Capital News Service

LANHAM — Bringing a little bit of Turkey to the United States, the Diyanet Center of America is officially open.

The sprawling, 16-acre campus features a cultural center, restaurant, meeting spaces, traditional Turkish-style houses and a Turkish bathhouse. The centerpiece is a large and graceful domed mosque with twin minarets. The $110 million complex was paid for by the Turkish government.

The center celebrated its official opening with great ceremony on Saturday, including an appearance by controversial Turkish President Recep Tayyip Erdogan, who used his speech at the event to address issues such as Islamophobia and terrorism around the world.

The new Prince George’s County landmark took from September 2012 to October 2015 to complete.

“I believe that this center will play a significant and key role in terms of spreading the word all around the globe especially the values of Islam and the compassion and the love that our prophet Mohammed has to offer the entire world,” Erdogan said through an interpreter.

Although Saturday was the official opening of the center, many visitors have had to chance to visit the campus, including groups from various universities and schools from Maryland and Washington, the Islamic Society of Annapolis, and local Boy Scouts and Girl Scouts.

Turkish architects, contractors and artisans played a huge roll in the development of the Diyanet Center. Around 90 Turkish artists were instrumental to giving the Mosque its unique and colorful finishes.

Mehmet Gormez, president of religious affairs in Turkey, inaugurated the center alongside Erdogan and spoke of the human tendency to divide the world into subcategories.

“We have divided the world in which we live in – into regions and into continents, and we have made subclassifications amongst the countries with regards to their developmental level,” Gormez said. “We call them developed, underdeveloped, developing, and the brink of development and we have had to compensate what the other continent lacks with the values and the riches of the other one.”

Gormez stated that he hoped that the establishment of the Diyanet Center in Maryland would help erase these distinctions and bring people together against Islamophobia.

“This is not just a prayer ground, this is center for all civilizations to enjoy,” he said.

Ra Si Mar, 26, and her niece Jule Yar Nice, 19, traveled from New York state all the way to Lanham to attend the opening ceremony. Mar, who is from Burma and grew up in Thailand before moving to the United States, was impressed by the mosque, comparing it to what her parents had seen two years ago when they traveled to Saudi Arabia for their pilgrimage to Mecca.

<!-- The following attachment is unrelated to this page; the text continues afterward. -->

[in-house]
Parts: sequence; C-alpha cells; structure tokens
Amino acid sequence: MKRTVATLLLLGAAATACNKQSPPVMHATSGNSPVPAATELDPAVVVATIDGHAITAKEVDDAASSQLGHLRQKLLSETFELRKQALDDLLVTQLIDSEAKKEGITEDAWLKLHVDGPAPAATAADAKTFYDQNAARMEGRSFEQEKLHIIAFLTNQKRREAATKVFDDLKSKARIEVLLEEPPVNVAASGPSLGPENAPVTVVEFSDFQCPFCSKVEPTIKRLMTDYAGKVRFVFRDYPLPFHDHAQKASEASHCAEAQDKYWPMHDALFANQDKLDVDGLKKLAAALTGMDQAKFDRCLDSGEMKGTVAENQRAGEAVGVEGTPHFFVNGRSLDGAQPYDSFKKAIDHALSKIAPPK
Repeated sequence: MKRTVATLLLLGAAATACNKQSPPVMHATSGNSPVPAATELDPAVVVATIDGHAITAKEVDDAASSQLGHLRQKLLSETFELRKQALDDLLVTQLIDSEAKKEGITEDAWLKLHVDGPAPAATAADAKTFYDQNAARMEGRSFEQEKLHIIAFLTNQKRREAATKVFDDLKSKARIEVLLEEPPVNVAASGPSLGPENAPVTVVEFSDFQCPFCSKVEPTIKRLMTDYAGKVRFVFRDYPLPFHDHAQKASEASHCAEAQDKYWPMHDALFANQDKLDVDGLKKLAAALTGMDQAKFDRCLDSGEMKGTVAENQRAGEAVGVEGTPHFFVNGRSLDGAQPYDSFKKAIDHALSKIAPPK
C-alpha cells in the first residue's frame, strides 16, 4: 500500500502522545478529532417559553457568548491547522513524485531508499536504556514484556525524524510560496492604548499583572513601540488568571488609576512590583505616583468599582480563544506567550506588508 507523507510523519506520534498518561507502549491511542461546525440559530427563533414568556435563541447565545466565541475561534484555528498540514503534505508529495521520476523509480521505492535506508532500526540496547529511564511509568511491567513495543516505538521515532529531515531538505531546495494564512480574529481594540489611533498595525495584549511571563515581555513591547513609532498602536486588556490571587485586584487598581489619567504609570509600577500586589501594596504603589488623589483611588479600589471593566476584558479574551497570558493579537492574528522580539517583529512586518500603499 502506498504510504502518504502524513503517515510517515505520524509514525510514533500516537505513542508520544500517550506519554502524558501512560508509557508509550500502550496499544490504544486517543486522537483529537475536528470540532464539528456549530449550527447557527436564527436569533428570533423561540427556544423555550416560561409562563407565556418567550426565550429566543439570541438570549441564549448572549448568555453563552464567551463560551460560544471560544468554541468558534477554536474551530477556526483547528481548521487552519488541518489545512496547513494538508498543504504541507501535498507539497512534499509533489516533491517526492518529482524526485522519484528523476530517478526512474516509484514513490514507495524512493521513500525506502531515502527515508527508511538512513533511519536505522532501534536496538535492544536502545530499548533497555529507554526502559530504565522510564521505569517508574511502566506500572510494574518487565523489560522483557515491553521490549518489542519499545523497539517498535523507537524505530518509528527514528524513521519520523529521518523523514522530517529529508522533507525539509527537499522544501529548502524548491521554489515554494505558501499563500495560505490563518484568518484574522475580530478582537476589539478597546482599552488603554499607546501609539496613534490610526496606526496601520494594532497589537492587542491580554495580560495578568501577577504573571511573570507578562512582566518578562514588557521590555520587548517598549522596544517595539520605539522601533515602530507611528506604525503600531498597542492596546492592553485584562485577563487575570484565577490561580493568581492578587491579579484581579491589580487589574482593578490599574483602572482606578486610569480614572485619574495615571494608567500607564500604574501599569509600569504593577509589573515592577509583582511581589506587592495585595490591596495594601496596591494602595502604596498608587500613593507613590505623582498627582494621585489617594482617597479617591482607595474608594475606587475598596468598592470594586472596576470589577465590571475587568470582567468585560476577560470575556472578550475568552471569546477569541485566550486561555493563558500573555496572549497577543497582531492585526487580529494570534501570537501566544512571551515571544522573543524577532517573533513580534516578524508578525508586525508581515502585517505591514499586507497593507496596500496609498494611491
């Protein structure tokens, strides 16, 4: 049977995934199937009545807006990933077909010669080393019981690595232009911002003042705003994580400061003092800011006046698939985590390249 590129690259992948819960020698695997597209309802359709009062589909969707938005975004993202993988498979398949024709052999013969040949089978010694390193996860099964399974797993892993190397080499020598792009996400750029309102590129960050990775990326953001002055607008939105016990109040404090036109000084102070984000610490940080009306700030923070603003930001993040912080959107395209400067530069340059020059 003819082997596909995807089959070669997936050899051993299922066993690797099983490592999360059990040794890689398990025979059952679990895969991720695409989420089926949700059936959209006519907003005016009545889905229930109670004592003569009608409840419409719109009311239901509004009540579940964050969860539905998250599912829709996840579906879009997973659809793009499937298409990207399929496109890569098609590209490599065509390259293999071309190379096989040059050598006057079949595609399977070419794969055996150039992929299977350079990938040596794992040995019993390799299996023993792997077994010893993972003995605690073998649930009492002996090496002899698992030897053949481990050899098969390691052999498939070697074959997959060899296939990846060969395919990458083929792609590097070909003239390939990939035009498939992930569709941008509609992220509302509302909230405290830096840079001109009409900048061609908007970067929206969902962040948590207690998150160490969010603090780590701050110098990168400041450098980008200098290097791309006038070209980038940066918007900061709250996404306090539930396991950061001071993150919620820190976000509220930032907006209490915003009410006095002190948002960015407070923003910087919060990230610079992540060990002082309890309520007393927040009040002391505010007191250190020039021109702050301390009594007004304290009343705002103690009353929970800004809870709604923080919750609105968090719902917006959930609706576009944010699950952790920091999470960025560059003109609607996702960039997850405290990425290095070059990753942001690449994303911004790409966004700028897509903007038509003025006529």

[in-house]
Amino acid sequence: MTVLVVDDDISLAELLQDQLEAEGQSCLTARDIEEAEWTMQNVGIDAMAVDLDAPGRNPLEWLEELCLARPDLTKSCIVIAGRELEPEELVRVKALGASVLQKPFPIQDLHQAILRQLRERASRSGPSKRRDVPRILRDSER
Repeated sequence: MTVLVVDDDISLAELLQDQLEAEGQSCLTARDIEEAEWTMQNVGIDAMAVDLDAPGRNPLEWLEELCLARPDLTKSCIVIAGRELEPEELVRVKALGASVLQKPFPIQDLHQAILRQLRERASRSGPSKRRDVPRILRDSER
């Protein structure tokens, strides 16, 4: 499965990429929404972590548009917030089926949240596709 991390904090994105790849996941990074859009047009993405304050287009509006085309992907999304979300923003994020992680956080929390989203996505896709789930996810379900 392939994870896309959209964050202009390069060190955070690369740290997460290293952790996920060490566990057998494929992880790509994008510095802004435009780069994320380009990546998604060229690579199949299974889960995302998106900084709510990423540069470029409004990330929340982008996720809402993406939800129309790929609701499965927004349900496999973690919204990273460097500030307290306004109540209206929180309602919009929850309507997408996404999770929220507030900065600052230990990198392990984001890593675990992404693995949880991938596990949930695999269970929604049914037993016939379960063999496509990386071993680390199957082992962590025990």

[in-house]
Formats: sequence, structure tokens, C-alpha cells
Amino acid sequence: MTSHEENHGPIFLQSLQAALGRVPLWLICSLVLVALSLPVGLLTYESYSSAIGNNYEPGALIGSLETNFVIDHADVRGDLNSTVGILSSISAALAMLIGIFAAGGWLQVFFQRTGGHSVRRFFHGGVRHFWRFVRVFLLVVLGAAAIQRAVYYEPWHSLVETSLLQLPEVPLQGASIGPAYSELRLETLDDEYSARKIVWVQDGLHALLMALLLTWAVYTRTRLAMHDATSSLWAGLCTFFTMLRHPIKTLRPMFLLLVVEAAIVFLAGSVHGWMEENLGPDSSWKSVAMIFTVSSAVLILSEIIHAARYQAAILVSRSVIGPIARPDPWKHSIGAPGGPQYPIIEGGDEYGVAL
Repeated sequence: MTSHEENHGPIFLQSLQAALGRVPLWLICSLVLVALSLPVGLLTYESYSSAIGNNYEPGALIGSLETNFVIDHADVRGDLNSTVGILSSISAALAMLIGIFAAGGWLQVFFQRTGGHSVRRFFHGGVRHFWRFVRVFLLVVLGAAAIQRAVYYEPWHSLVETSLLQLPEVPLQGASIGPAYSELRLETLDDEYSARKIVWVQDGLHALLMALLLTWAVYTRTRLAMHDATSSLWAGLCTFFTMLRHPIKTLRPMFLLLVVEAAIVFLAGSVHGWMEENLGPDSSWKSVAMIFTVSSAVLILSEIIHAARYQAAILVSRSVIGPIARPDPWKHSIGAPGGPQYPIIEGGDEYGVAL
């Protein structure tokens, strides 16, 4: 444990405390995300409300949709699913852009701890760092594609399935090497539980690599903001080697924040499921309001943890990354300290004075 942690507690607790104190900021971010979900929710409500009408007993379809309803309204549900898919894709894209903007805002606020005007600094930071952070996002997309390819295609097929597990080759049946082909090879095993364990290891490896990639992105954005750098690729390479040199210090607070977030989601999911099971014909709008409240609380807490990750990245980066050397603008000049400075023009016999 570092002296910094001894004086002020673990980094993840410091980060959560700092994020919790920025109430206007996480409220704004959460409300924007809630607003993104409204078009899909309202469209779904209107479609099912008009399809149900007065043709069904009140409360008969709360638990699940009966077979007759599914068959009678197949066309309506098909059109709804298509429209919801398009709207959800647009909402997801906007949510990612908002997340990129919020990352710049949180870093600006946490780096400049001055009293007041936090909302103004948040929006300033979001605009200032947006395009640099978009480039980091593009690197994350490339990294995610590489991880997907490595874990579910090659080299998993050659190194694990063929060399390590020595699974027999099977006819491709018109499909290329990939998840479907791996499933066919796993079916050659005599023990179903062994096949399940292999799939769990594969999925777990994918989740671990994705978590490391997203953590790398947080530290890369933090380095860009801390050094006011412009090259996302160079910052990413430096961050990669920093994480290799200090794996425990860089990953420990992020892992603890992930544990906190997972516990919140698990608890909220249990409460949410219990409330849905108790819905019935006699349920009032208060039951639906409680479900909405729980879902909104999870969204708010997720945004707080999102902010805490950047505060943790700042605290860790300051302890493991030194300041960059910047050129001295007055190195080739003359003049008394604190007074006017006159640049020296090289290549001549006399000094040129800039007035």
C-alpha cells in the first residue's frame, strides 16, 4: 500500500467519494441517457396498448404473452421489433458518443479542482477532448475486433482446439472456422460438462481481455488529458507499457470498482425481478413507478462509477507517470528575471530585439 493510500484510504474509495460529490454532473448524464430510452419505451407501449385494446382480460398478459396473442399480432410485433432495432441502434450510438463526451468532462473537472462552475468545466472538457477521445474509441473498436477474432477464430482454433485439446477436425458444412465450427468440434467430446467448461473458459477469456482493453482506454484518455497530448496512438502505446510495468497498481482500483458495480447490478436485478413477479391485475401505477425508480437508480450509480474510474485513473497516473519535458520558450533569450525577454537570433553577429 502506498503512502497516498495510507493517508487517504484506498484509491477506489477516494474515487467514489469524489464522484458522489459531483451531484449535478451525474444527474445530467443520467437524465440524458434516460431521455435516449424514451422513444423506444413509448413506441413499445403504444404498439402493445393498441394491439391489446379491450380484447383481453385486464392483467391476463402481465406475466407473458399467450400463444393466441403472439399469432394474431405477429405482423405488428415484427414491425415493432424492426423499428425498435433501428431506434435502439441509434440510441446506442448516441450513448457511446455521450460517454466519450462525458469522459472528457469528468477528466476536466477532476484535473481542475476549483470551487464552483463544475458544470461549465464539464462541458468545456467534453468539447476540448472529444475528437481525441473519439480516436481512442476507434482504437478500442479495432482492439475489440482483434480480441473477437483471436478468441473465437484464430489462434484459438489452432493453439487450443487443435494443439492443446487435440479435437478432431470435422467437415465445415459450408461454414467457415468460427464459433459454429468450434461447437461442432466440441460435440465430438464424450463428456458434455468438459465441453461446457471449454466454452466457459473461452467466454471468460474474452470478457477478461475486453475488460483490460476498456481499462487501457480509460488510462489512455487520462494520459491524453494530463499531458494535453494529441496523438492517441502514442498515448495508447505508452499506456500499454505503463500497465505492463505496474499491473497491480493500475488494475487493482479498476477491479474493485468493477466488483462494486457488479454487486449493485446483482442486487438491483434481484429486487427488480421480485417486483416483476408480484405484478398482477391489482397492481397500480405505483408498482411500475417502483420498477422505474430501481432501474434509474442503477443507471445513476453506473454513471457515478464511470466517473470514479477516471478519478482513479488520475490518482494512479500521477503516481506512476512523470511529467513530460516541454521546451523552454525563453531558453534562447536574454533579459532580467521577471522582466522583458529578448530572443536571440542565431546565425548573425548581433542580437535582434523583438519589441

“I’ve never seen this kind of mosque in my life,” said Mar, who is Muslim. “It’s my first time and my first time coming to Maryland.”

Jamel Franklin, a Prince George’s County councilmember, was among local officials who attended the ceremonies. He noted that one of his county’s mottos is “bringing the world to Prince George’s County.”

“We want folks from around the world to come see this center and see that this is a part of Prince George’s County and this is a part of what makes our diversity rich and our culture rich in this area,” Franklin said.

Erdogan took advantage of the ceremony to berate what he saw as the growing Islamophobia in the United States and the world, and to condemn what he called the Western world’s ignorance of terrorist attacks occurring outside of its region.

“There is terror in Brussels, of course terror in Paris, as we speak,” said Erdogan. “We have been fighting terrorism for the last 35 years and please, please make sure you can observe terrorism that has been going on in not only Paris and Brussels, but also in Turkey and in Pakistan and in Lahore quite recently.”

The Turkish leader stated that it is unacceptable for all Muslims to bear the responsibility of those few, who in the name of their religion, commit heinous crimes against humanity.

“These are my words that you might have heard before, but I would like to reiterate them once again: terrorism will never have a religion, will never have a nation, will never have a nationality, nor will it ever have a root or ethnicity,” Erdogan declared.

The president also addressed what he saw as the Islamophobic comments made by various presidential candidates during their campaigns.

“My brothers and sisters, even in the aftermath of all these incidents, there are still those who can claim Muslims as terrorists,” Erdogan said. “It is very interesting and shocking for me to observe some of the presidential candidates here in the United States using these allegations and using these labels against the Muslims on a continuous basis and openly.”

The tension between the United States and Turkey was apparent during Erdogan’s visit to the nation’s capital for the Nuclear Security Summit last week. Media outlets reported on President Barack Obama’s decision not to have a formal one-on-one meeting with Erdogan. The two did end up meeting on the sidelines of the summit.

Erdogan’s presence at the Diyanet Center’s opening was peaceful. That contrasted with the protests that greeted him outside the Brookings Institution in Washington on March 31. He was there to give a speech.

Protesters accused Erdogan and of facilitating the violation human rights of the Kurdish population and restricting press freedom in Turkey.

Earlier this month in March, authorities seized control of Zaman, a newspaper that was critical of Erdogan and his government.

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About the Author

Alexandra Pamias is a beat reporter in the Capital News Service Washington, D.C., bureau covering foreign policy and politics. She previously interned at Street Sense. Email her at